M Jonathan Lee is an award-winning British author. His debut novel, The Radio was nationally shortlisted in The Novel Prize 2012. He has had three novels published, and has signed a four book deal with SoloP Publishing. He is committed to raising awareness on mental health issues following the death of his brother and is a regular contributor to the BBC. He lives in a little mining town in the North of England with his little family of seven. He also has two cats and a dog.


Twitter – @j0n4th4n_lee

Single Post Navigation

4 thoughts on “Guest Post by M. Jonathan Lee

  1. A brilliant , honest post. I have just got through a bout of writer’s block. I tried to ‘just write through it’, which worked for me when I went through little tough spots with my previous two novels. This time was different, though. This time seemed to last forever (it was actually a couple of months) and I started to doubt my ability to write, again just like you.
    But I am happy to say I am through it now. How? I’m honestly not sure. I wrote, I didn’t write, I talked about it to anyone who would listen, I talked about it to myself, and in the end I decided to take some time off. The decision to step away felt like a weight off my shoulders. The very next day I woke with all the problems somehow solved by magic, and I started to write. Now I am blasting through book three.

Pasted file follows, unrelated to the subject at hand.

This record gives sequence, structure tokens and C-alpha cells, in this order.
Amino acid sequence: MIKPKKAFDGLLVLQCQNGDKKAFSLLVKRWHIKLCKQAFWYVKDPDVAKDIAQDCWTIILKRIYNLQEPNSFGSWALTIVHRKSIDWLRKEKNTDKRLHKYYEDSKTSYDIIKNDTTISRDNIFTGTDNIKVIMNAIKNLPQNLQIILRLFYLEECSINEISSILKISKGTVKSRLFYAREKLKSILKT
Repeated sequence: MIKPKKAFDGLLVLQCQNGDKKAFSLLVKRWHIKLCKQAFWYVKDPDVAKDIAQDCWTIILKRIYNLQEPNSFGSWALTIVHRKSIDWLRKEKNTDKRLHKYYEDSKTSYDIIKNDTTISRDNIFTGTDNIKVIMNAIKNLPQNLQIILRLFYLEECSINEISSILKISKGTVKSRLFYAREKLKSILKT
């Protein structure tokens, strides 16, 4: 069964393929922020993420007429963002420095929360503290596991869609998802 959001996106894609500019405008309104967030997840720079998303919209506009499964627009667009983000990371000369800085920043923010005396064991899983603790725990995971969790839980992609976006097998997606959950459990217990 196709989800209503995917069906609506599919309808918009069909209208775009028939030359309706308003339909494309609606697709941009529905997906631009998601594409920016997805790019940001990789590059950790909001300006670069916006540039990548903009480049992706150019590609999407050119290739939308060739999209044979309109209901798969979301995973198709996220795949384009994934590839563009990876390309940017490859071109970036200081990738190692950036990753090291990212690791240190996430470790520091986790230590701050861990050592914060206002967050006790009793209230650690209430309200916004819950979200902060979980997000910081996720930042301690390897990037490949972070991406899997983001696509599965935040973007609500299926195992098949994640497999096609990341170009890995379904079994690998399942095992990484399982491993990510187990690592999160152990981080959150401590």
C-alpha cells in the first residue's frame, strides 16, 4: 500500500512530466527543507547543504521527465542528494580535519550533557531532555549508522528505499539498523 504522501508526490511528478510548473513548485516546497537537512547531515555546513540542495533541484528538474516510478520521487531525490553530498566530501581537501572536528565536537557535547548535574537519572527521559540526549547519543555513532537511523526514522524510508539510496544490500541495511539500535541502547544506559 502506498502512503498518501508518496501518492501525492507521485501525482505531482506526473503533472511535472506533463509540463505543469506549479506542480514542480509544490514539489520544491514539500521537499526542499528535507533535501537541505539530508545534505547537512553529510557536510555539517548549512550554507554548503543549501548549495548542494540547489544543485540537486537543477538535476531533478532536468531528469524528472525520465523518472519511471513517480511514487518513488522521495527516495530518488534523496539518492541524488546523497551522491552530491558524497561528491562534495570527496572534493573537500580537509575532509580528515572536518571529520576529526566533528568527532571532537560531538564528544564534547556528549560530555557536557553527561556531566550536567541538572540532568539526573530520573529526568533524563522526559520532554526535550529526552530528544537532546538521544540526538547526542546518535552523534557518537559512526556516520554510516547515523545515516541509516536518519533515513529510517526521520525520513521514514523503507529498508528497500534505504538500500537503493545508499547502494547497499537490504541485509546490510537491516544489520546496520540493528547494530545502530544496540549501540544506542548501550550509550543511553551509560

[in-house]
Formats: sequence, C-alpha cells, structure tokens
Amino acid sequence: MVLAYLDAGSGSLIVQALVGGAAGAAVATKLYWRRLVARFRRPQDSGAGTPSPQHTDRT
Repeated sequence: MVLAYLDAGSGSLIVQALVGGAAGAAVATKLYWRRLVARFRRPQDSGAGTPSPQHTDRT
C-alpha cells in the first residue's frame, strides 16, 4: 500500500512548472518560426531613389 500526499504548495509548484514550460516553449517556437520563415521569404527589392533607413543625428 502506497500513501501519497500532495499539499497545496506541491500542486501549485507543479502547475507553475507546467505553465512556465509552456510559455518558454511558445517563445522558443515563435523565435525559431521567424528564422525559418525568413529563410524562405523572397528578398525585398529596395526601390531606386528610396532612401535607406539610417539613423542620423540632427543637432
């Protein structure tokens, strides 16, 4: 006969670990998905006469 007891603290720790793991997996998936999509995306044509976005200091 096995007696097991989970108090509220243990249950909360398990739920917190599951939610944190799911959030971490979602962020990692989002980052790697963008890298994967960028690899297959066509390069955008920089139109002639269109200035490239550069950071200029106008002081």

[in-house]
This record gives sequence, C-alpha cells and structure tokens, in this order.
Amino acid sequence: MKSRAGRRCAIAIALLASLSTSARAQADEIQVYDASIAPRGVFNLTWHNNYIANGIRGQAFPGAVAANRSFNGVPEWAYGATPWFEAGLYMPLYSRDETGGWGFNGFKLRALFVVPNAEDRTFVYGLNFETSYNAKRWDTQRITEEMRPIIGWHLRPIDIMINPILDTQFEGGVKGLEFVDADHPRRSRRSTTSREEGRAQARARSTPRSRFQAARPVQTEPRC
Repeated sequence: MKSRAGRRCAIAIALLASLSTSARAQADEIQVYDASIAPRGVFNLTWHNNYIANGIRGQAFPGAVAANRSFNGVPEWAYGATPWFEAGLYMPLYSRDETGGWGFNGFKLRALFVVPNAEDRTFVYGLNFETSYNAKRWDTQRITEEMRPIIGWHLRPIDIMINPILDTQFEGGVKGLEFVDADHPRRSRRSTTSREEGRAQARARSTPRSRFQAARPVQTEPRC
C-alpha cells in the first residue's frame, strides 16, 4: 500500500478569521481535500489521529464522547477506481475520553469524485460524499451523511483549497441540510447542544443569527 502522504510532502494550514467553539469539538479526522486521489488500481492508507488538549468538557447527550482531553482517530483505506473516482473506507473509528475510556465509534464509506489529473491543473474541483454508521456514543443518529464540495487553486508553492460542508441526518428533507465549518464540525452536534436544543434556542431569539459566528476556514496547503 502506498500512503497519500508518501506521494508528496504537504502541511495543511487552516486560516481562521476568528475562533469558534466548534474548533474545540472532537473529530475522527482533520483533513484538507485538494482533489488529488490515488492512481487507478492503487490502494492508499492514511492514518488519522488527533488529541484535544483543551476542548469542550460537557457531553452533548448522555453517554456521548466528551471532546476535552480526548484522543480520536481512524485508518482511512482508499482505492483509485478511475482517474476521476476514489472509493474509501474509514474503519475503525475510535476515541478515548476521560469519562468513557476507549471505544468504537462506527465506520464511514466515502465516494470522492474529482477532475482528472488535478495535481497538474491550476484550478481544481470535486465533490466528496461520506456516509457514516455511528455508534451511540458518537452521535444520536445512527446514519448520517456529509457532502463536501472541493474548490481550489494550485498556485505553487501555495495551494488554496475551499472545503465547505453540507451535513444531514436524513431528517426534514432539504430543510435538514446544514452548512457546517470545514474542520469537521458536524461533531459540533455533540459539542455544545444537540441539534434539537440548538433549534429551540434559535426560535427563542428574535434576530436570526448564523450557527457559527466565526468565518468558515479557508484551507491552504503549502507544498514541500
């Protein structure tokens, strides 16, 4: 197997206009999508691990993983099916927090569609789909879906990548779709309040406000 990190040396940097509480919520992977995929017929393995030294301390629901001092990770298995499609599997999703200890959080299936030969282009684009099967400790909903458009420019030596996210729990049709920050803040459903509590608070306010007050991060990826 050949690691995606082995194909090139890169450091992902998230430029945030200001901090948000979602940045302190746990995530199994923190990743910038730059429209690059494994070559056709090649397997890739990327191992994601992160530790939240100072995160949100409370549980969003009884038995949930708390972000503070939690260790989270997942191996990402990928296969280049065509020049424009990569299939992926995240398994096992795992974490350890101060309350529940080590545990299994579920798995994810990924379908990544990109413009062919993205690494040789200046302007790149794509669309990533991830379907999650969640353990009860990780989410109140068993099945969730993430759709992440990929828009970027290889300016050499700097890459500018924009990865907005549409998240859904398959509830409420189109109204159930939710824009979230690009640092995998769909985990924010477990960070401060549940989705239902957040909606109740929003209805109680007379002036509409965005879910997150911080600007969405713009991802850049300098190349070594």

Book three was the first one that has popped into my head fully formed. Normally, I have a beginning and end, and very little idea of what will happen in between until I start writing. Perhaps that was the problem. My personal belief is that writer’s block is the subconscious’s way of telling me there is a issue with the plot or the way that I plan on telling the story. Once I relaxed, the subconscious also seemed to solve those problems.
    Good luck.


  2. This is going to sound mad, Jonathan (and you may have done this, already), but try writing one TINY scene in the third person from one of your three stories – a bit you particularly like, not necessarily the opening, in fact probably best not to start at the beginning. (You did say you liked all three stories). Then, use your ‘find and replace’ to swap the he/she for ‘I’. Don’t analyse it, just correct the grammar so the tenses of the verbs work in first person. Then read it and see how you ‘feel’ about it – not whether you think it’s any good. Think about yourself, not the reader. Does it excite you, interest you, do you want to know more, did you enjoy it, does it ‘feel right’ or not? It might give you some answers…


  3. Thank you both so much for your lovely comments. I have no idea what happened but by sharing my thoughts on the blog, something happened and I began writing. I’ve done 25,000 words in a week on my fourth novel. Thank goodness. Thanks again. Take care, Jonathan.

    Liked by 2 people

Leave a Reply

Fill in your details below or click an icon to log in:

WordPress.com Logo

You are commenting using your WordPress.com account. Log Out /  Change )

Google photo

You are commenting using your Google account. Log Out /  Change )

Twitter picture

You are commenting using your Twitter account. Log Out /  Change )

Facebook photo

You are commenting using your Facebook account. Log Out /  Change )

Connecting to %s

This site uses Akismet to reduce spam. Learn how your comment data is processed.

%d bloggers like this: